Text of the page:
June 27, 2001
Lil' Kim : London Kentish Town Forum
Star quality, warmth, aggressive sexuality and a foul, foul mouth excite London.
There's such a thing as hip-hop time. It doesn't generally apply to concerts, more to long-suffering journalists kept waiting for hours on end for an interview, to fully appreciate the true stature of the artist in question. But Lil' Kim is on hip-hop time tonight. With a show billed from 6.30 to 10pm and an onstage time of 8.45pm, the Brooklyn Queen Bee finally graces the stage at 10.25pm, way after its strongly rumoured she's in the venue, but is refusing to grace the stage. How she was persuaded, God only knows. And with a lot of fanfare, if nothing by way of apology ? it just wouldn't be hard ? she launches into a colourful 'The Notorious K.I.M'.
And people go crazy. That is, those who haven't already demanded refunds and left. See, Lil' Kim for whatever reason, is possessed of an abundance of star quality. Aided and abetted by fellow rapper Lil' Cease (who was a lieutenant to the late Notorious B.I.G in the way Biggie was one to Puff Daddy, with DJ Richie Rich on the decks, and another member of her Junior Maffia clique in tow, she radiates warmth. And is possessed of the foulest mouth in the business since Millie Jackson's mid-'70s proto-raps.
'How Many Licks' is dedicated to the women in the house, and features an unfortunate ? or fortunate, depending on how you look at it ? audience member being invited onstage to simulate oral sex with Lil' Kim's diamond-studded, sheer, leather briefs (after her equivalent of a costume change). There's also a sparkling and truncated version of Redman's 'Let's Get Dirty' while Junior Maffia's 'Get Money' and Mobb Deep's 'Quiet Storm (remix)' also get the 16-bar treatment, as Kim reprises her original rhymes.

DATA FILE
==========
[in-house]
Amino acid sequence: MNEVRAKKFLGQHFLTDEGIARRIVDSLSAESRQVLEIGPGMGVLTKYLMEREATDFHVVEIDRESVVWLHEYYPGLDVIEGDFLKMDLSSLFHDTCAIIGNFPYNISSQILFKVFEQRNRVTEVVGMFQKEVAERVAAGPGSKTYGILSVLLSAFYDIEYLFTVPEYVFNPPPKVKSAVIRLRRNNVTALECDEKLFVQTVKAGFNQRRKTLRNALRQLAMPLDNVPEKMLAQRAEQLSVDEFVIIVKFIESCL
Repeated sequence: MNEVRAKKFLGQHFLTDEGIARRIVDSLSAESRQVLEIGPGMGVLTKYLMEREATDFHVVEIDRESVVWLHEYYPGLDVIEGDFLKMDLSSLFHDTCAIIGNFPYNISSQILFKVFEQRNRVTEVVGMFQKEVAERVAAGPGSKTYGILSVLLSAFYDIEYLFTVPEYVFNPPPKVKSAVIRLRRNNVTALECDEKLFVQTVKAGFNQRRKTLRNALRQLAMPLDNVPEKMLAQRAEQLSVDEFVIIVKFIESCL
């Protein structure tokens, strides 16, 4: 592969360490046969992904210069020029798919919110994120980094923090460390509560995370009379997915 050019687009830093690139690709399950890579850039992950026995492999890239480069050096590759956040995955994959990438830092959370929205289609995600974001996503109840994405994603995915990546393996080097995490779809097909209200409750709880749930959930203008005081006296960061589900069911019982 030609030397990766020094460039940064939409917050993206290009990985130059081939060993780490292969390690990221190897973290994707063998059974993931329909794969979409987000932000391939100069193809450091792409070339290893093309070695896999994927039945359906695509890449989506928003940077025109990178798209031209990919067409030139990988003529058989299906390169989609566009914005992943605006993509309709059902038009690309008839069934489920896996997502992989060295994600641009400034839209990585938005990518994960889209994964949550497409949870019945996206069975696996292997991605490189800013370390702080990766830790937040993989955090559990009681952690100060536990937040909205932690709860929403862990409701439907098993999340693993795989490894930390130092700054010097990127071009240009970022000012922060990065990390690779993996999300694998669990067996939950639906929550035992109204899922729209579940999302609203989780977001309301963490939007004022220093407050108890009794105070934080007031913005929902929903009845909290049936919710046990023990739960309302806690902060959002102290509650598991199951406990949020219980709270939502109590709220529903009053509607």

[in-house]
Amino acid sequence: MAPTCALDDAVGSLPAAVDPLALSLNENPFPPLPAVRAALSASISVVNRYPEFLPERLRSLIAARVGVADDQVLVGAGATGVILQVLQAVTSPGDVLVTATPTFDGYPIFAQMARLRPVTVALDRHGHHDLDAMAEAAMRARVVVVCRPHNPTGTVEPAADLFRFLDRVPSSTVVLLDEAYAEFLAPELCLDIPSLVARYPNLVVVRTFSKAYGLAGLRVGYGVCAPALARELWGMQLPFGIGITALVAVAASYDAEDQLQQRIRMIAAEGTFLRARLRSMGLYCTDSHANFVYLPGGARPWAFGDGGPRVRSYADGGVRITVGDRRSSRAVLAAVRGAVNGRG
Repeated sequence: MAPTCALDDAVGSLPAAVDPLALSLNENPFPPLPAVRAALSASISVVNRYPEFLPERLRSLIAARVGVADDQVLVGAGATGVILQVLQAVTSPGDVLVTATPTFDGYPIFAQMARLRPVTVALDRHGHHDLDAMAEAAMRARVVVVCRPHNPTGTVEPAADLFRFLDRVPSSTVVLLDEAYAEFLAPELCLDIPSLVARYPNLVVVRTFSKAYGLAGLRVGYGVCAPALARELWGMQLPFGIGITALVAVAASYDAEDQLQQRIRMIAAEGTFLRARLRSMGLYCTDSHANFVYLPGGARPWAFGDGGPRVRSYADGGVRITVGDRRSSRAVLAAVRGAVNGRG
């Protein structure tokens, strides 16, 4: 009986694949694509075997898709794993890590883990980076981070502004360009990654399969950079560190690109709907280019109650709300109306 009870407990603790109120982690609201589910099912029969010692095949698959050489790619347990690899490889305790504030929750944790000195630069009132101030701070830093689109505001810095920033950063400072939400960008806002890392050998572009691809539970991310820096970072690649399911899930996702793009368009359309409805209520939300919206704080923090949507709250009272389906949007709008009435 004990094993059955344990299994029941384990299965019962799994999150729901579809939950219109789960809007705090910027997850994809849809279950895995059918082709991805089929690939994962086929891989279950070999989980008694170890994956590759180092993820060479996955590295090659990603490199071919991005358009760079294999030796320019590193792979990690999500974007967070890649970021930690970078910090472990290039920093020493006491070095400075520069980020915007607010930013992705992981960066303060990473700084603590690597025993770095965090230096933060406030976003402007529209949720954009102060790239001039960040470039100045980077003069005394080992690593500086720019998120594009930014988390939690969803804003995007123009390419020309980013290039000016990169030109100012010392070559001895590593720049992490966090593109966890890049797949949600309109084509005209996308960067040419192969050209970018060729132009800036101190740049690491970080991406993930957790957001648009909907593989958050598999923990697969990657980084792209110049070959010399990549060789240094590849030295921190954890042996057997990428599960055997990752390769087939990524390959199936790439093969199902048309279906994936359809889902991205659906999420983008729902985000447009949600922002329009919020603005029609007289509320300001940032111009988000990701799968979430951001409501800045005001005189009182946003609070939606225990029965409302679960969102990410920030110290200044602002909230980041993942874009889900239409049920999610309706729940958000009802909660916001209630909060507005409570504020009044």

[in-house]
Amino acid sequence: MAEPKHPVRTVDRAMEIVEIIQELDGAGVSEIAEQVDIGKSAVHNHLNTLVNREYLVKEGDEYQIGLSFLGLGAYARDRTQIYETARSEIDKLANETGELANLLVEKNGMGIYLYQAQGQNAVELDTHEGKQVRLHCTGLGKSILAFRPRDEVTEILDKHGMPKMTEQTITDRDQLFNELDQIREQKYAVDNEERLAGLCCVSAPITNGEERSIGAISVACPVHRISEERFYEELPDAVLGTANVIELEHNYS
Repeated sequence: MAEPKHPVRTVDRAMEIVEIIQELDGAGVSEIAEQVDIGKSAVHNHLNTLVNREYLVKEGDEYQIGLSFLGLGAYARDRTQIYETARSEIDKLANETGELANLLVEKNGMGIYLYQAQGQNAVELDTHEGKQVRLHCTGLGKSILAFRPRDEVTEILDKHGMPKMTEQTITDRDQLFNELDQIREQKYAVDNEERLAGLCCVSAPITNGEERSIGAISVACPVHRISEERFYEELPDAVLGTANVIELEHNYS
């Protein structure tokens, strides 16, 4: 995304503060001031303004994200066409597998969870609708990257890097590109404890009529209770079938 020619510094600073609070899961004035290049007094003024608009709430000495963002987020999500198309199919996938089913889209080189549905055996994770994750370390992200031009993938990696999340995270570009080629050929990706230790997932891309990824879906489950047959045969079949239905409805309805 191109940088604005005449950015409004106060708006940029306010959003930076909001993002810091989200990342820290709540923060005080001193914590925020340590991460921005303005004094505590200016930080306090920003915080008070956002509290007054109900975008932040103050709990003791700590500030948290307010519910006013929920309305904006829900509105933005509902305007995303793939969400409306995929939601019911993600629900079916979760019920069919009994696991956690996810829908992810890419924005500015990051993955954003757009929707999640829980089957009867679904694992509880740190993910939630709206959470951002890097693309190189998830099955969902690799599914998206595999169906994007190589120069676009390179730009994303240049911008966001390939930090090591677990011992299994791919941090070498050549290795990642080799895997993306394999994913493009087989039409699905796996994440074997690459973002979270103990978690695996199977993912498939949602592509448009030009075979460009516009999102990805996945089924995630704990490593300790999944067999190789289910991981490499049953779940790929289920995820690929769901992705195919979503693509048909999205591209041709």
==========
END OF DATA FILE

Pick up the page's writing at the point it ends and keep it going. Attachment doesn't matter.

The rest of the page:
And what a rhymer she is. Refuse to look beyond the explicit nature of her work and you'll miss a feast of imagery, non-sequiturs, putdowns, real-life experiences and a playfully aggressive sexuality that, when examined, errs on the side of feminism, albeit a warped feminism. Lil' Kim's also a businesswoman, and she brings a kid, Lil' Shanice, onstage for 'Aunt Dot'; sails through the Latinate calypso fusion of 'No Matter What They Say'; and even does her verses from 'It's All About The Benjamins'. Then it's a tribute to Notorious BIG, who has loomed large over the proceedings, because his absence has been felt, and goodnight. So glad she could make it back.
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